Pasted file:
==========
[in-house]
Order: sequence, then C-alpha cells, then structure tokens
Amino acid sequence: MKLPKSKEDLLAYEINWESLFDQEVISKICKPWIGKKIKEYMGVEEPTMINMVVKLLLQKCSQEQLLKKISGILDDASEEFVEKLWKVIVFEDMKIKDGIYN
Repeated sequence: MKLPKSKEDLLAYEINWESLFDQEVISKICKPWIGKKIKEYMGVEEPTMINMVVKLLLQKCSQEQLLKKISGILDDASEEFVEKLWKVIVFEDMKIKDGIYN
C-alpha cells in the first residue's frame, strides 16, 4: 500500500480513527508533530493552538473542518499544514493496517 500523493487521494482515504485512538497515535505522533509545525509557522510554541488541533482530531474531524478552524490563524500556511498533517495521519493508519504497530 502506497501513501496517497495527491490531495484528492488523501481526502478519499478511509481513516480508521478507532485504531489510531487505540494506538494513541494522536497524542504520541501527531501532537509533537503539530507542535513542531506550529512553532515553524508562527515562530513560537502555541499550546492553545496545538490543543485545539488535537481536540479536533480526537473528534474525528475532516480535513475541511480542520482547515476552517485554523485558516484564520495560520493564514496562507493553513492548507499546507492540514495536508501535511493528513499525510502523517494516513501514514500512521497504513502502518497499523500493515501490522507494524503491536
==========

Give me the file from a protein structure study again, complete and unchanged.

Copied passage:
[in-house]
Order: sequence, then C-alpha cells, then structure tokens
Amino acid sequence: MKLPKSKEDLLAYEINWESLFDQEVISKICKPWIGKKIKEYMGVEEPTMINMVVKLLLQKCSQEQLLKKISGILDDASEEFVEKLWKVIVFEDMKIKDGIYN
Repeated sequence: MKLPKSKEDLLAYEINWESLFDQEVISKICKPWIGKKIKEYMGVEEPTMINMVVKLLLQKCSQEQLLKKISGILDDASEEFVEKLWKVIVFEDMKIKDGIYN
C-alpha cells in the first residue's frame, strides 16, 4: 500500500480513527508533530493552538473542518499544514493496517 500523493487521494482515504485512538497515535505522533509545525509557522510554541488541533482530531474531524478552524490563524500556511498533517495521519493508519504497530 502506497501513501496517497495527491490531495484528492488523501481526502478519499478511509481513516480508521478507532485504531489510531487505540494506538494513541494522536497524542504520541501527531501532537509533537503539530507542535513542531506550529512553532515553524508562527515562530513560537502555541499550546492553545496545538490543543485545539488535537481536540479536533480526537473528534474525528475532516480535513475541511480542520482547515476552517485554523485558516484564520495560520493564514496562507493553513492548507499546507492540514495536508501535511493528513499525510502523517494516513501514514500512521497504513502502518497499523500493515501490522507494524503491536